When I think about what Antioch’s downtown could be, I envision something similar to Concord’s Todos Santos Plaza — a vibrant, public space that is available and accessible to all, helps reduce crime and attracts and helps sustain high-quality business growth.
I know this may be expecting a lot. But I’m tired of settling for less from our city, whether it’s less police officers than we need or less restrictions on card room gambling. For this reason, I oppose developing townhouses at the old Beede Lumber Yard site, which I view as the wrong move for our city on several levels.
First, any new housing construction downtown must be complemented with physical space for quality business growth and good jobs. If it isn’t, all we’re doing is adding to Antioch’s extreme imbalance between jobs and housing. We’ve seen this story before.
In fact, our city’s obsession with generating new residential property taxes nearly destroyed the local economy during the Great Recession and led to deep cuts in critical city services that continue to place our citizens and our communities at risk.
Today, we have an opportunity to turn the tide and make sound, strategic decisions that could help Antioch reap huge benefits in the future. Instead, our leaders have defaulted to what they know — more housing! It’s time to find more creative ways to take city-owned properties like the Beede Lumber Yard and maximize their use to address multiple issues, such as reducing crime, improving the environment, sparking economic revitalization and bringing the community together.
By the way, I’m not against development.
To the contrary, I’m for smart growth development. Building 31 townhouses on one lot is a waste of valuable space. On the other hand, a mixed-use residential/commercial development close to major transportation hubs would help promote healthier, walkable communities, reduce our carbon footprint and encourage more residents to get off Highway 4 and start using public transportation.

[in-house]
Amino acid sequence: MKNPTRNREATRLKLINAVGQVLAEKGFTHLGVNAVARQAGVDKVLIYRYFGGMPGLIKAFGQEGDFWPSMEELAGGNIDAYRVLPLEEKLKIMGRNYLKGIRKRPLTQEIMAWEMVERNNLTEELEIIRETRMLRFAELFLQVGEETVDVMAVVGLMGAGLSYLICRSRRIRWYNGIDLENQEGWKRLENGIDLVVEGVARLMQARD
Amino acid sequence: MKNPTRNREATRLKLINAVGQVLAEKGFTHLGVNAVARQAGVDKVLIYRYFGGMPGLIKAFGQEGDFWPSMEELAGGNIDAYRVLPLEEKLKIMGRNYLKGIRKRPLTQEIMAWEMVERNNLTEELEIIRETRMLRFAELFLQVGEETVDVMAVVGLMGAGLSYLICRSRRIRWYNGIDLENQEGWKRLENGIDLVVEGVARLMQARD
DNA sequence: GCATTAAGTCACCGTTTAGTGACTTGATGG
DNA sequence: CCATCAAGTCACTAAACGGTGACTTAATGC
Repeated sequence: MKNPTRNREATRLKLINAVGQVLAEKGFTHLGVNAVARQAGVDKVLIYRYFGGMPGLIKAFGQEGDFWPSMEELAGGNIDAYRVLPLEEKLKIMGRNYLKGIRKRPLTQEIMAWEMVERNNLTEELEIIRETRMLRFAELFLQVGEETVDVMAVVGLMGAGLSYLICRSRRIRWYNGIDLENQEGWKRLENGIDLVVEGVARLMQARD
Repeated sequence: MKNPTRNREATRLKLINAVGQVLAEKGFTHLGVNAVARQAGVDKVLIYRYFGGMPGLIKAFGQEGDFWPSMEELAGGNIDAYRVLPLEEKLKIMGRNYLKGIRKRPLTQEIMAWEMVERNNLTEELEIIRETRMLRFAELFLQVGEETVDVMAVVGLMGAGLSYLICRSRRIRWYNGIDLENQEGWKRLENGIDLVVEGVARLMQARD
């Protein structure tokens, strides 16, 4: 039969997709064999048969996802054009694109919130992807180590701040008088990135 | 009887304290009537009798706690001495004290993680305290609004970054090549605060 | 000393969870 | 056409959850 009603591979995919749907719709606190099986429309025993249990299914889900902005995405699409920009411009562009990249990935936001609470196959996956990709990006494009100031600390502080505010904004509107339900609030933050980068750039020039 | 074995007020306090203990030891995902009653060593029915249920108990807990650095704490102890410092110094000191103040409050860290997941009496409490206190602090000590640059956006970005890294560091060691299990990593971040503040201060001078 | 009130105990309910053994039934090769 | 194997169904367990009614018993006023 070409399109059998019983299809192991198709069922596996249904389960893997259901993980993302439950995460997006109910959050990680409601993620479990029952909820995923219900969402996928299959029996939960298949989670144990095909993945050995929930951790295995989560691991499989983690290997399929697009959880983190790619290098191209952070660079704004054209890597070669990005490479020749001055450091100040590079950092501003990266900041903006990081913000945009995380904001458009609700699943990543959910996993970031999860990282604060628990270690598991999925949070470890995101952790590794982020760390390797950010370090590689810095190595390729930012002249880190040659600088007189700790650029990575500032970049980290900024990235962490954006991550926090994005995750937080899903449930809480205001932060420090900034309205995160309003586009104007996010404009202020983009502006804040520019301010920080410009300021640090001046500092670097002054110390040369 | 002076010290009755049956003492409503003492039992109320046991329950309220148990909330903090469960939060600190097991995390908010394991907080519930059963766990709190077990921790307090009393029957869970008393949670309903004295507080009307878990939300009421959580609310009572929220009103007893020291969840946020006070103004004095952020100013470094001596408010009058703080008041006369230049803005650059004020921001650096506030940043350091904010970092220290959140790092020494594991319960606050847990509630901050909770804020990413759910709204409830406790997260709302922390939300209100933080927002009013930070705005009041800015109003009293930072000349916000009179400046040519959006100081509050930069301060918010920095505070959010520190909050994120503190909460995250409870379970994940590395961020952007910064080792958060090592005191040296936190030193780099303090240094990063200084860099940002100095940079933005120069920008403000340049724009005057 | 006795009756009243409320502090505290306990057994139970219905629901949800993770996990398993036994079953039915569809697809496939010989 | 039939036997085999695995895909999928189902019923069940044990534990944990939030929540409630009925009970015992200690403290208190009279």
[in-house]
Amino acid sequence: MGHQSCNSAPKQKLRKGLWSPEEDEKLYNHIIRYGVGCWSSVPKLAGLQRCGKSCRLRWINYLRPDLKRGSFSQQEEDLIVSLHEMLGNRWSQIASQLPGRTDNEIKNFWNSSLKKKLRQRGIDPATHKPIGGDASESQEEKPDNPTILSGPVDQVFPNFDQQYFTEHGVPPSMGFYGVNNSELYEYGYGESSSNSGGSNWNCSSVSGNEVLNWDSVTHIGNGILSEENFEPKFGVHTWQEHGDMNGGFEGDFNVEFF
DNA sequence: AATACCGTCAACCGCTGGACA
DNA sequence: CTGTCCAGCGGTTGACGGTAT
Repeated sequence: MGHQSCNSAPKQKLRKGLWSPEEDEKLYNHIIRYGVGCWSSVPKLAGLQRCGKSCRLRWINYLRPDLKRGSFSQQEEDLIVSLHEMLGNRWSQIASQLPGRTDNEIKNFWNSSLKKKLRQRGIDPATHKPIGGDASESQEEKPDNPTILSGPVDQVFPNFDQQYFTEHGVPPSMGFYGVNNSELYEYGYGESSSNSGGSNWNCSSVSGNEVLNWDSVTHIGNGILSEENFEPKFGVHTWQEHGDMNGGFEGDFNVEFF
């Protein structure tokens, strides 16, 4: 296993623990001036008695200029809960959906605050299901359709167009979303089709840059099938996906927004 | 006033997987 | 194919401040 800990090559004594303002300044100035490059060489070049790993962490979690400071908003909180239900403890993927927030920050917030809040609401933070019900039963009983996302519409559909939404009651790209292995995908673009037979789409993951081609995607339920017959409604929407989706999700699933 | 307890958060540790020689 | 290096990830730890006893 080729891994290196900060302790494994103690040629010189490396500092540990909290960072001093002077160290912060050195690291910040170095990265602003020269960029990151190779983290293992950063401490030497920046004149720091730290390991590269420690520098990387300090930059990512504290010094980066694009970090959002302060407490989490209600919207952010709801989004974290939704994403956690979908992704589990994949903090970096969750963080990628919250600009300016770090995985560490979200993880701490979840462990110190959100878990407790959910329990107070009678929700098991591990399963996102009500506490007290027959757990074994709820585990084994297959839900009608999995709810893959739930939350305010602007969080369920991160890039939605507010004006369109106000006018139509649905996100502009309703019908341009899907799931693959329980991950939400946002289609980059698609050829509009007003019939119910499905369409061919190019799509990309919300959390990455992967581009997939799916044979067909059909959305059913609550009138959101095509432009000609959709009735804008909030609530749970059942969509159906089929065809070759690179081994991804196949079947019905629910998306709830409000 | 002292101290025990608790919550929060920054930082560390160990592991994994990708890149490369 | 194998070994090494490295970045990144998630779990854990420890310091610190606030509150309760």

Imagine a building near City Hall with an express grocery store (which downtown desperately needs) and other amenities like Peet’s Coffee on the bottom floor and residential units on the upper floors. Residents can walk to buy groceries, walk to City Hall to pay their water bill, walk to a restaurant, and even walk to Amtrak to go to work or catch a Warriors, Raiders or A’s game. They could also walk to the town square to enjoy local concerts and other festivities.
We can do so much more if we invest in innovative ideas instead of recycling the same old tactics year after year.
Second, our approach to downtown revitalization should be focused on improving our overall quality of life, not just bringing in more people.
Our problem is not attracting more residents. Studies show that East County will continue to see a steady increase in population over the next 10 years as housing costs continue to rise in other parts of the Bay Area. It’s a question of what kind of people we’re attracting. If we address quality of life issues and attract new, better paying jobs, families that move here will be more likely to stay and invest in our city.
How do we do it? Offering tax incentives, supporting our local businesses, and investing in the city through municipal bond measures are good places to start.
Lastly, whether you agree with the “Save the Yard” effort or not, citizens living in north Antioch deserve to have their input, desires and needs for their community taken seriously. That just doesn’t happen.
Adding insult to injury is the fact that all members of our City Council, including the Mayor, reside in south Antioch. Far too often, the people in north Antioch voice their concerns and offer potential solutions and are completely ignored.
This is why I believe we should have a larger discussion about potentially electing councilmembers through single-member council districts instead of at-large, which empowers you and your neighbors to hold your elected city councilmember accountable.
As a candidate for Antioch City Council, I pledge my support for a smart and bold vision for the old Beede Lumber Yard that takes into account the needs of both the community and the city. Similar to what Todos Santos Plaza has done for Concord, I’m confident we can create a public centerpiece that shows everyone Antioch is done settling for less—we’re ready to make a good city Great!
By Lamar Thorpe